KUNAR - An Afghan army special forces commander has defected to an insurgent group allied with the Taliban in a Humvee truck packed with his team’s guns and high-tech equipment, officials in the eastern Kunar province said on Sunday.

Monsif Khan, who raided the supplies of his 20-man team in Kunar’s capital Asadabad over the Eidul Azha holiday, is the first special forces commander to switch sides, joining the Hezb-e-Islami organisation.

“He sent some of his comrades on leave and paid others to go out sightseeing, and then escaped with up to 30 guns, night-vision goggles, binoculars and a Humvee,” said Shuja ul-Mulkh Jalala, the governor of Kunar.

Zubair Sediqi, a spokesman for Hezb-e-Islami, confirmed that Khan had joined the group, saying he had brought 15 guns and high-tech equipment.

The NATO-led coalition is grappling with a rise in “insider attacks” by Afghan soldiers who turn on their allies, undermining trust and efficiency.

It has reported four lethal incidents over the past month taking the total number this year to 10, according to a Reuters tally.

Kunar, like other provinces along the border with Pakistan, is among the more insecure and volatile parts of Afghanistan.

Local security forces have started a manhunt for the commander and tribal elders have promised to help.

“We are trying our best to use elders’ influence in that area to bring back all equipment,” Jalala said.

A record number of insider attacks - accounting for about one in every five coalition combat deaths - last year prompted the coalition to briefly suspend all joint activities and take steps to curb interaction between foreign and Afghan troops.

That has cut down the number of incidents, but some soldiers say the measures have further eroded the trust painstakingly nurtured between the allies over more than 12 years of war.

All entrants to the Afghan National Security Force have to pass an eight step vetting process, which includes providing identification cards, letters of recommendation by village or district elders and undergoing tests.


According to German news agency DPA, the German military has pulled all of its troops out of the Afghan province of Kunduz a decade after forces arrived there. The move represents an important step in NATO’s withdrawal from the country.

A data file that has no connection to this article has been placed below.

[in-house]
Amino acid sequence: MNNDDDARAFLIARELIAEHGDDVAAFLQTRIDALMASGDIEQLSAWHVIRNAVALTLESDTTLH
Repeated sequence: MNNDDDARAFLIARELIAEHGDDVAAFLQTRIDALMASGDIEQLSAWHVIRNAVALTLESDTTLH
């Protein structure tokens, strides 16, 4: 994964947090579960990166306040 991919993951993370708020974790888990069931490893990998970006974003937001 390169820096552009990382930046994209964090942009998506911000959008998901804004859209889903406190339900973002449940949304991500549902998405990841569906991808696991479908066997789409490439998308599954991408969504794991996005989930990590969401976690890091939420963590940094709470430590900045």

Ten years after the beginning of the German deployment in the troubled province of Kunduz, the Bundeswehr declared the end of its mission there on Saturday. “We have successfully completed Operation ‘Withdrawal’,” said Lieutenant Colonel Heiko Diehl after arriving at Germany’s Afghanistan base in the city of Mazar-i-Sharif.

The completion of Germany’s withdrawal was also hailed by the regional commander of the NATO-led International Security Assistance Force in northern Afghanistan, Major General Jörg Vollmer.

“We can all be very proud of what our soldiers achieved in Kunduz up to the last moment they were there,” Vollmer said.

The German Bundeswehr had officially handed over the encampment to Afghan security services in a ceremony on October 6. However, the logistical operation took a little longer, with troops finally arriving in Mazar-i-Sharif on Saturday morning.

A convoy of 119 vehicles, including Marder infantry fighting vehicles, and 441 soldiers had made the 300-kilometre journey over the previous two nights.

The German military’s deployment in Kunduz represented the first time that ground troops had been involved in combat since World War II. The ceremony earlier this month was attended by Foreign Minister Guido Westerwelle and Defence Minister Thomas de Maiziere, who remarked in a speech that that Kunduz had been “a turning point not only for the Bundeswehr, but also for German society.”

The name Kunduz became synonymous with a German-ordered airstrike there that killed more than 100 people and injured 11 in September 2009, many of them civilians.

With the move, the base at Mazar-i-Sharif becomes Germany’s last camp in Afghanistan. However, operations in Kunduz may still continue, with an emergency provision for 300 troops to be deployed there in support of Afghan forces. The security situation in the region is said to have deteriorated in recent months.

The operation at Kunduz has lasted almost exactly 10 years, the first German troops having arrived there on October 25, 2003. Deployments there and in the neighbouring province of Baghlan have proved among the most dangerous for German troops, with more soldiers dying there than anywhere else.

More than 3,800 German troops remain in Afghanistan, with up to 5,350 Bundeswehr personnel stationed there when operations were at their height. As many as 1,420 German troops were in Kunduz at any one time.

After the United States and Britain, Germany provides the third-biggest military contingent in the International Security Assistance Force. International forces are due to end major combat operations at the end of 2014, paving the way afterwards for a training and support mission to aid Afghan troops.